- Testing, Testing, Testing
- Keeping App Stable without a single Testing Unit (sadly yes..)
On the backend side I maintain:
- A Symfony project
- Stripe/In-App Purchases
- Other things I can't disclose
I can't disclose the nature of the app but the app is quite rich in features and complex its limited to certain regions only but so far we have around 100K monthly users on all platforms, it involves too much work especially because I am the only developer there so when I am implementing some feature on one side I also have to think about the other side so I need to constantly switch between different languages and environments when working, not to mention I have to maintain a very old code and the Project Owner doesn't want to transit to some more modern technologies as that would be expensive.
The last raise I had was 3 years ago, and so far he hasn't invested in anything to improve my development process, as an example we have an iOS version of the app in Cordova which of course involves building , testing, working on both frontend and native side and etc., and I am working in a somewhat slow virtual machine of Monterey with just 16 GB of RAM which consumed days of my free time just to get it working and when I'm running it I need to close other apps, keep in mind I am working there for about 8 years.
The last time I needed to reconfigure my work computer and setup the virtual machine it costed me 4 days of small unpaid holiday I had taken for Christmas, just because he doesn't have the enough money to provide me with a decent MacBook laptop. I do get that its not a large company, but still I am the only developer there its not like he needs to keep paying 10 Developers.
- I don't get paid vacation
- I don't have paid holiday
- I don't have paid sick days
- My Monthly salary is 2000 euro GROSS (before taxes) which hourly translates to 12 Euro per hour
- I have to pay taxes by myself
- Working remotely has its own expenses: food, heating, electricity, internet and etc.
- There are few other technical stuff I am responsible of which I can't disclose in this post.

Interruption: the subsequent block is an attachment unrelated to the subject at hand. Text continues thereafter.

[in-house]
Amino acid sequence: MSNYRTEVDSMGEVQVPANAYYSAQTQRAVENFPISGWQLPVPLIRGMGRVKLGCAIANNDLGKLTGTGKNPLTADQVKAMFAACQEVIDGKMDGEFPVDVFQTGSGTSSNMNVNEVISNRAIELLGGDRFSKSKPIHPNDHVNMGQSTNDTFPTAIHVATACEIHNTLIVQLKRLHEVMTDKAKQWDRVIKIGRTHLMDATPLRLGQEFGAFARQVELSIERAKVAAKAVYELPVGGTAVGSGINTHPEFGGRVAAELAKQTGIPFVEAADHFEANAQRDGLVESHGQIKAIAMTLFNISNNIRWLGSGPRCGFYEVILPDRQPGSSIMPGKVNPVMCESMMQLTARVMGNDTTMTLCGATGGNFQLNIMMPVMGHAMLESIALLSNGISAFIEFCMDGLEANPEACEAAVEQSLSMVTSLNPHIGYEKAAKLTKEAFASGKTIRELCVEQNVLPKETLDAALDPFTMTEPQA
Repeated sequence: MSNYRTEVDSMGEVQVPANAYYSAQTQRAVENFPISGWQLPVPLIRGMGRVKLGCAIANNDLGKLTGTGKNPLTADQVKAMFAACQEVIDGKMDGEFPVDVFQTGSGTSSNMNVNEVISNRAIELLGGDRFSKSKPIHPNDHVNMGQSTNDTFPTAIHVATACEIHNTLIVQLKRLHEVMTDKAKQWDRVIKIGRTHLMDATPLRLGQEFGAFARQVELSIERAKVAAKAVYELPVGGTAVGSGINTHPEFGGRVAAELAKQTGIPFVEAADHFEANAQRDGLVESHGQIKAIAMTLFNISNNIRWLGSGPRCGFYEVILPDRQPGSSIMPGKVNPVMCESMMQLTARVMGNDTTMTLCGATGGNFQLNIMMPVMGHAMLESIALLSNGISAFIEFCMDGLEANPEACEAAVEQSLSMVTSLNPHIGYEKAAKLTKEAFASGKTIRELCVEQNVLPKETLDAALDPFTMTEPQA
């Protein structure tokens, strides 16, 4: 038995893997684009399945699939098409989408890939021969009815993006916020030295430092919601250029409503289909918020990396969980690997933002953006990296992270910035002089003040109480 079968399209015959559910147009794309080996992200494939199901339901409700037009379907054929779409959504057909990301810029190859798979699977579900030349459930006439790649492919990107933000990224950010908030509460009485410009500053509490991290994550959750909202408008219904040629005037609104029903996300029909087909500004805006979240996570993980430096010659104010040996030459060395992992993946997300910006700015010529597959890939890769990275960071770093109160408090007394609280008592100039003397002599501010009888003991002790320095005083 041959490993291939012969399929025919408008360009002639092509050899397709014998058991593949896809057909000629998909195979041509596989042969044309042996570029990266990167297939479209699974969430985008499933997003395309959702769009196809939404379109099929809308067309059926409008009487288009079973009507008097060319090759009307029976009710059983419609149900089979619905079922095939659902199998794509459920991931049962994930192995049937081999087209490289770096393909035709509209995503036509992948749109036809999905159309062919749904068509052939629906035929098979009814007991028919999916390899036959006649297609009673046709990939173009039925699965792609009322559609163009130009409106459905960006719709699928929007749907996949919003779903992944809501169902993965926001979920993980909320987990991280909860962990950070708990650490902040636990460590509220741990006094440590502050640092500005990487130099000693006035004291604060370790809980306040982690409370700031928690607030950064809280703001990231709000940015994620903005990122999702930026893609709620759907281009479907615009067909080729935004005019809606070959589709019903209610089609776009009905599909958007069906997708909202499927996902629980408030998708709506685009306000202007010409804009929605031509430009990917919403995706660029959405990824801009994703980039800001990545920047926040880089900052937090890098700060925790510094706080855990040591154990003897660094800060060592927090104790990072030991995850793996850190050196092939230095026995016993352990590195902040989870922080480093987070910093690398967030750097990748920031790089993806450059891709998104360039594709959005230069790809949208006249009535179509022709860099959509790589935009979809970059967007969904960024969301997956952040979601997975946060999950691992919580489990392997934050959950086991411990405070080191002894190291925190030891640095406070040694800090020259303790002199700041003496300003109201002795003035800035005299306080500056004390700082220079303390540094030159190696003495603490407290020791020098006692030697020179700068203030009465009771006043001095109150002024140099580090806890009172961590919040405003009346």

I don't know if I'm overacting and asking a lot, but summarizing everything the only expense he has regarding me is the 2000 euro he sends me on which of course he doesn't need to pay taxes as I'm doing that in my country.
Apart from that just in case I spend my free time in keeping myself updated with other tech which I would say I fairly experienced with like: Flutter/Dart, ES6, NodeJS, Express, GraphQL, MongoDB, WebSockets, ReactJS, React Native just to name few, some I know better than the other and still I feel like I don't get what I deserve.
What do you think, do I ask a lot or should I start searching for other job?24
I applied as a full-stack dev at a private company, they offered me the Project Manager role instead, I took the offer and after 1yr they gave me a choice to choose between staying as a Project Manager or switching to being a Software Engineer/System Analyst. I took the SoftEng position because project management isn’t my career choice for now.
Now people saying I not knowingly chose to be demoted. Is it a bad choice?10
That feeling when you’ve got a reputation of preciseness etc, and the code you just submitted for review has so many silly little mistakes you just want to do that ostrich thing. Gosh, how can I suddenly suck at my job this bad?
Okay, the changes affect EVERYTHING in our codebase (a major change in core business logic), and there is no way I could’ve tested every possible case by myself without a decent coverage of automated tests - which we obviously don’t have. So yet another argument for it (damn management, won’t you listen?!)… but still, some of the mistakes found during code review make me seem like a complete idiot.9